Lemont and Chicago’s Lincoln Park

Waterfall at Waterfall Glen, photo courtesy Du Page Forest Preserve District

Waterfall at Waterfall Glen, photo courtesy Du Page Forest Preserve District

Did you know that land and plants from Lemont went into the creation of Chicago’s Lincoln Park? And that you can walk the Keepataw Trail that traversed through that property?

On the north bluff of the Des Plaines River Valley, between the river and Argonne Laboratory, is Waterfall Glen, managed by the Du Page Forest Preserve District. The main trail of Waterfall Glen passes through the area, following a path developed many years ago by Boy Scouts as Keepataw Trail. The scouts earned a unique badge for hiking, camping, and helping to maintain the trail.

Once the area was farmland with a lumber mill along Sawmill Creek. It became Forest Preserve property in 1925. In the 1970s, Argonne Laboratory, adjacent to the park, donated some of its unused land to expand Waterfall Glen. In the years between the use of the property as farmland and later as recreation land, it was put to another little-known use.

Chicago’s Lincoln Park began as City Cemetery, in operation from 1843 to 1859. After the Civil War, a decision was made to relocate the remains buried there and create a park. The park was named Lincoln Park, as Lincoln’s assassination had just occurred. The Lincoln Park Commission, later to become the Chicago Park District, was created in 1869 and began to relocate the graves. The process took many years, and seems to some extent incomplete. To this day remains are occasionally found, due to the fact that grave markers were destroyed during the Chicago Fire.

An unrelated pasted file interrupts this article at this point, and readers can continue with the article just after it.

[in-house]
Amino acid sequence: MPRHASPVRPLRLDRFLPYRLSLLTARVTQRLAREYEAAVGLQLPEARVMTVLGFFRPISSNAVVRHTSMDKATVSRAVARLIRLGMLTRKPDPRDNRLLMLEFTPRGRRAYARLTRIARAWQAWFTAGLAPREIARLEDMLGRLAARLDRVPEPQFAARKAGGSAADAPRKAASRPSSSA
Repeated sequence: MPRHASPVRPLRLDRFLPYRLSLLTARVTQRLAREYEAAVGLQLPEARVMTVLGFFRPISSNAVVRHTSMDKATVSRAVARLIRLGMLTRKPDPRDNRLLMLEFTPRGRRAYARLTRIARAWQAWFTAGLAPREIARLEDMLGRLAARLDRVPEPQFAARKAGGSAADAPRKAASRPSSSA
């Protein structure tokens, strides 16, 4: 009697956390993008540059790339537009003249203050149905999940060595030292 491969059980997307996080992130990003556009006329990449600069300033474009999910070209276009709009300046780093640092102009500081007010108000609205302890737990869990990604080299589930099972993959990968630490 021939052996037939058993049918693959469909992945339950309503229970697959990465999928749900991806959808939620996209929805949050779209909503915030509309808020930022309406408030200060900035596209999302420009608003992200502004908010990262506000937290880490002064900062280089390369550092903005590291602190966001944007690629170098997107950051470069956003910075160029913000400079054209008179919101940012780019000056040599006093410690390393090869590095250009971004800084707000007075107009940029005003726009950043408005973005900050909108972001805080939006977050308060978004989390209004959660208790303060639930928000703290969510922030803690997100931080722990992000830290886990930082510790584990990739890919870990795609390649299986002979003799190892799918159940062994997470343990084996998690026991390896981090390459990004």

In 1907, in accord with many landfill projects, 107 acres of Lemont land became a nursery that provided topsoil and plants for Lincoln Park. It was located on the bluff southeast of the present location of the Rocky Glen Waterfall, on the eastern side of Waterfall Glen.

Those who hike and bike the trail through the area have puzzled about the remnants of a small structure with “LPS 1921” carved into the stone. Although there is some ambiguity, it is thought the carving is for “Lincoln Park School”, which was actually a small administration building used by the nursery.

In front of the lookout point on the main trail the viewer will notice a broadening of the river. This is the “borrow pit” from which topsoil was removed to cover Lincoln Park with fertile soil for its lawns, field, and gardens.

Other areas of historical interest are found along the old Keepataw Trail, including Signal Hill, a high ground used by Native Americans to send smoke signals, and the picturesque waterfall shown above. Surprisingly, the name of the preserve did not come from the waterfall, but was named in honor of Seymour “Bud” Waterfall, an early president of the district.

If you find yourself with nothing to do at 8:30 am on Labor Day, September 7, why not join the Lemont Area Historical Society for a walking tour on Keepataw Trail? The one-hour tour will include Sawmill Creek and the waterfall, and maps will be distributed for those who would like to make a longer hike on their own, and tour guide Richard Lee promises some surprises. Reservations are required, and the fee is $5.00 cash. The tour will begin at the Rocky Glen parking area near Cass and Bluff Roads. Call the Lemont Area Historical Society at 630-257-2972 to make reservations and for more details.

I plan to be one of the guides on this tour, and autographed copies of my book, The Mystery at Sag Bridge, will be available for purchase.

Map of section of Waterfall Glen, courtesy Du Page Forest Preserve District

About Pat Camalliere

Pat is a writer of historical mysteries. She lives in Lemont, Illinois.
This entry was posted in Lemont History and tagged , , , , . Bookmark the permalink.

Leave a Reply

Your email address will not be published. Required fields are marked *